Property Rights and Regulatory
• enact legislation that specifies the constitutional rights of property owners under the Fifth Amendment's Just Compensation Clause; • follow the traditional common law in defining “private property,” “public use,” and “just compensation”; • treat property taken through regulation the same as property taken through physical seizure; and • provide a single forum in which property owners may seek injunctive relief and just compensation promptly.
America's Founders understood clearly that private property is the foundation not only of prosperity but of freedom itself. Thus, through the common law and the Constitution, they protected property rights—the rights of people to freely acquire and use property. With the growth of the modern regulatory state, however, governments at all levels today are eliminating those rights through so-called regulatory takings—regulatory restraints that take property rights, reducing the value of the property, but leave title with the owner. And courts are doing little to protect such owners because the Supreme Court has yet to develop a principled, much less comprehensive, theory of property rights. That failure has led to the birth of the property rights movement in state after state. It is time now for Congress to step in—to correct its own violations and to give guidance to the courts as they adjudicate complaints about state violations.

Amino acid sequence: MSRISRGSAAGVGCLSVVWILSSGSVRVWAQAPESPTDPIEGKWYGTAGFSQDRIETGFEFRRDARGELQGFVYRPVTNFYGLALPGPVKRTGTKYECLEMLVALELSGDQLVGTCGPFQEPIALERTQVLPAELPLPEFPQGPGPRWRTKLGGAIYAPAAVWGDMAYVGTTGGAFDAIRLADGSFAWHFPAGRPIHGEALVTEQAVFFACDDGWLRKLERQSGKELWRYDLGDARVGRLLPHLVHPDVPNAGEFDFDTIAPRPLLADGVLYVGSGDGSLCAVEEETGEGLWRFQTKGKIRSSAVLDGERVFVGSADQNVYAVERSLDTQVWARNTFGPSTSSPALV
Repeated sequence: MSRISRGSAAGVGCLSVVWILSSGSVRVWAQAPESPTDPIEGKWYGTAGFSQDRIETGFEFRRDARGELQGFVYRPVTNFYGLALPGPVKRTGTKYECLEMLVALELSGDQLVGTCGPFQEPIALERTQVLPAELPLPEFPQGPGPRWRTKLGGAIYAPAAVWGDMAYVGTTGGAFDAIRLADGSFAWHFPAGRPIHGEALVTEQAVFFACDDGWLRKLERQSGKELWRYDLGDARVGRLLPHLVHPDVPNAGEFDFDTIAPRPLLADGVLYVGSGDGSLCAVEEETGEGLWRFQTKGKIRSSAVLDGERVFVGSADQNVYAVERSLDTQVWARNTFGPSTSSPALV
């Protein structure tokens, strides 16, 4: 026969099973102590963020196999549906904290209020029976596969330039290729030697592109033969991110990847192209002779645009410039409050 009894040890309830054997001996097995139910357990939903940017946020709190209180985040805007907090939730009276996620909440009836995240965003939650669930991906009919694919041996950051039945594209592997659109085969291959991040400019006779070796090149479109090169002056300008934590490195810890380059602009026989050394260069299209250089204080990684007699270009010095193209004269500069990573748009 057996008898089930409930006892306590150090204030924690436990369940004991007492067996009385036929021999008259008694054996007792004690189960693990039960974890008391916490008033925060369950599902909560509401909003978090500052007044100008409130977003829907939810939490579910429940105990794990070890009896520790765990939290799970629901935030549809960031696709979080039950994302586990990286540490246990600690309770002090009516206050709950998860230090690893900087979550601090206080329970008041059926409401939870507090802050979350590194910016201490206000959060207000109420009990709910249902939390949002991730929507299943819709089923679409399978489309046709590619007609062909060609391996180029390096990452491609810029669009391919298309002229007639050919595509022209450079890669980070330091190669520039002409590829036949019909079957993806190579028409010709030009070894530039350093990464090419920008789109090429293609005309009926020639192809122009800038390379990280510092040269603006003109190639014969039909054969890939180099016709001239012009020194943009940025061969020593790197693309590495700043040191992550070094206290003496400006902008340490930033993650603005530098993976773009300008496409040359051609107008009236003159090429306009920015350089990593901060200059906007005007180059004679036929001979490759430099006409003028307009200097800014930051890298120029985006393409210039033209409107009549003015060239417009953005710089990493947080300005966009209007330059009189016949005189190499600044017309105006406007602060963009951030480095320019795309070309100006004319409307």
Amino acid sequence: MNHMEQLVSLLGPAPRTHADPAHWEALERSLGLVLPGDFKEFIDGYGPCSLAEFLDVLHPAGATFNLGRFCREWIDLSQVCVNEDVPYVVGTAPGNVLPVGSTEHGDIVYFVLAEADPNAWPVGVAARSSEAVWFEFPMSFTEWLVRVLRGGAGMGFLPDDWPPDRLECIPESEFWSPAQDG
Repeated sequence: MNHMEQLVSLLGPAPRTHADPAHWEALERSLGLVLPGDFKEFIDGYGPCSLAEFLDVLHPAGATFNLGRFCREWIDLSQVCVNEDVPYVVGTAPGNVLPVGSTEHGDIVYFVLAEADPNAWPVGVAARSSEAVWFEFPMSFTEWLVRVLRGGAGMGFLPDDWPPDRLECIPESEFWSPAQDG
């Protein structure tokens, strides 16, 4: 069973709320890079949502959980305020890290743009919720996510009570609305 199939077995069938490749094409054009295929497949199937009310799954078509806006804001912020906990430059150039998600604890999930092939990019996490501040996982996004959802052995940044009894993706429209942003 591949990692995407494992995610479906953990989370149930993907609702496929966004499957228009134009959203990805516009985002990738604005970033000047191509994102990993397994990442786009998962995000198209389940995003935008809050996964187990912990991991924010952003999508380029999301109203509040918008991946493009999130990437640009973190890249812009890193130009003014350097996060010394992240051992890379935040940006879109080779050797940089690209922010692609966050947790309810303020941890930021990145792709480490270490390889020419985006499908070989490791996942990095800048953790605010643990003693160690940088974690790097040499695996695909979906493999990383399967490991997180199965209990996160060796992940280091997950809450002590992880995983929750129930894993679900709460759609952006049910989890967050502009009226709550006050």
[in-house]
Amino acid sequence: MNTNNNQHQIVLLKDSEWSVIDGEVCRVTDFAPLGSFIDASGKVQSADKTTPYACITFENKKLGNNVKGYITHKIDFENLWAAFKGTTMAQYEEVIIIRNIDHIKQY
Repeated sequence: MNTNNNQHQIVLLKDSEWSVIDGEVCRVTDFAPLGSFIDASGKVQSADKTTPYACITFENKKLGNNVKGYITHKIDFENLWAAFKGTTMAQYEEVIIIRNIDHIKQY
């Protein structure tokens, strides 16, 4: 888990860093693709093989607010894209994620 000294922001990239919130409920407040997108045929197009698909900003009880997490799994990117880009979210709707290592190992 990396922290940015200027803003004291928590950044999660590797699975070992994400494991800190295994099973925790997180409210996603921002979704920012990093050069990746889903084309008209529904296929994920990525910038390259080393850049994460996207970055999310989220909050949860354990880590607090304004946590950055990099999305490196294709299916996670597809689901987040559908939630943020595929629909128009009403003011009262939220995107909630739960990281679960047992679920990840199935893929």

When government condemns property outright, taking title from the owner, courts require it to compensate the owner for his losses under the Fifth Amendment's Takings or Just Compensation Clause: “nor shall private property be taken for public use without just compensation.” The